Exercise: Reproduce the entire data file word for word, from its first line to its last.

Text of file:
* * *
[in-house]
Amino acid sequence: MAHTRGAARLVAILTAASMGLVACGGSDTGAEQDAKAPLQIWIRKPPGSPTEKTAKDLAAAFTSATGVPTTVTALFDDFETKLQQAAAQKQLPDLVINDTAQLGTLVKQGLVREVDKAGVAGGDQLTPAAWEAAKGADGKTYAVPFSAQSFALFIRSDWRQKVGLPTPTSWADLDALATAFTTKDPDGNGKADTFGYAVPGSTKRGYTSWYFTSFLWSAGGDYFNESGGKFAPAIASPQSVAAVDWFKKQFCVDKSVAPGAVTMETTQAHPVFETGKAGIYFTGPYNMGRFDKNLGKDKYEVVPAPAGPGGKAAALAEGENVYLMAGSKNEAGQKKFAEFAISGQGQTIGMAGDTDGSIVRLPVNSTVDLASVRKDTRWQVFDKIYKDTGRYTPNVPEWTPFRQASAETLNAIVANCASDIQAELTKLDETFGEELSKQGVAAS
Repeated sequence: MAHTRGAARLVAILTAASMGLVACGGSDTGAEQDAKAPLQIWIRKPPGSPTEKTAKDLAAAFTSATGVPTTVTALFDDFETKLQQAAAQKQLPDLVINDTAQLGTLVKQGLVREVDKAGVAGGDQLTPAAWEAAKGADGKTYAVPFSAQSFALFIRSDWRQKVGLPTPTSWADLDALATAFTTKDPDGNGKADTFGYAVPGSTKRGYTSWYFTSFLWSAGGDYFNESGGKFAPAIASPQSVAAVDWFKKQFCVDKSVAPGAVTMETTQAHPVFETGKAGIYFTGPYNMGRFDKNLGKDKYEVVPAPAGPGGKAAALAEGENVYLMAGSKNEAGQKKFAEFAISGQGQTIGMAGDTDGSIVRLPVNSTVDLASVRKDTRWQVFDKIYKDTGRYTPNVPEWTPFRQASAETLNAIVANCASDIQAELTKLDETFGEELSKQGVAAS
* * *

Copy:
[in-house]
Amino acid sequence: MAHTRGAARLVAILTAASMGLVACGGSDTGAEQDAKAPLQIWIRKPPGSPTEKTAKDLAAAFTSATGVPTTVTALFDDFETKLQQAAAQKQLPDLVINDTAQLGTLVKQGLVREVDKAGVAGGDQLTPAAWEAAKGADGKTYAVPFSAQSFALFIRSDWRQKVGLPTPTSWADLDALATAFTTKDPDGNGKADTFGYAVPGSTKRGYTSWYFTSFLWSAGGDYFNESGGKFAPAIASPQSVAAVDWFKKQFCVDKSVAPGAVTMETTQAHPVFETGKAGIYFTGPYNMGRFDKNLGKDKYEVVPAPAGPGGKAAALAEGENVYLMAGSKNEAGQKKFAEFAISGQGQTIGMAGDTDGSIVRLPVNSTVDLASVRKDTRWQVFDKIYKDTGRYTPNVPEWTPFRQASAETLNAIVANCASDIQAELTKLDETFGEELSKQGVAAS
Repeated sequence: MAHTRGAARLVAILTAASMGLVACGGSDTGAEQDAKAPLQIWIRKPPGSPTEKTAKDLAAAFTSATGVPTTVTALFDDFETKLQQAAAQKQLPDLVINDTAQLGTLVKQGLVREVDKAGVAGGDQLTPAAWEAAKGADGKTYAVPFSAQSFALFIRSDWRQKVGLPTPTSWADLDALATAFTTKDPDGNGKADTFGYAVPGSTKRGYTSWYFTSFLWSAGGDYFNESGGKFAPAIASPQSVAAVDWFKKQFCVDKSVAPGAVTMETTQAHPVFETGKAGIYFTGPYNMGRFDKNLGKDKYEVVPAPAGPGGKAAALAEGENVYLMAGSKNEAGQKKFAEFAISGQGQTIGMAGDTDGSIVRLPVNSTVDLASVRKDTRWQVFDKIYKDTGRYTPNVPEWTPFRQASAETLNAIVANCASDIQAELTKLDETFGEELSKQGVAAS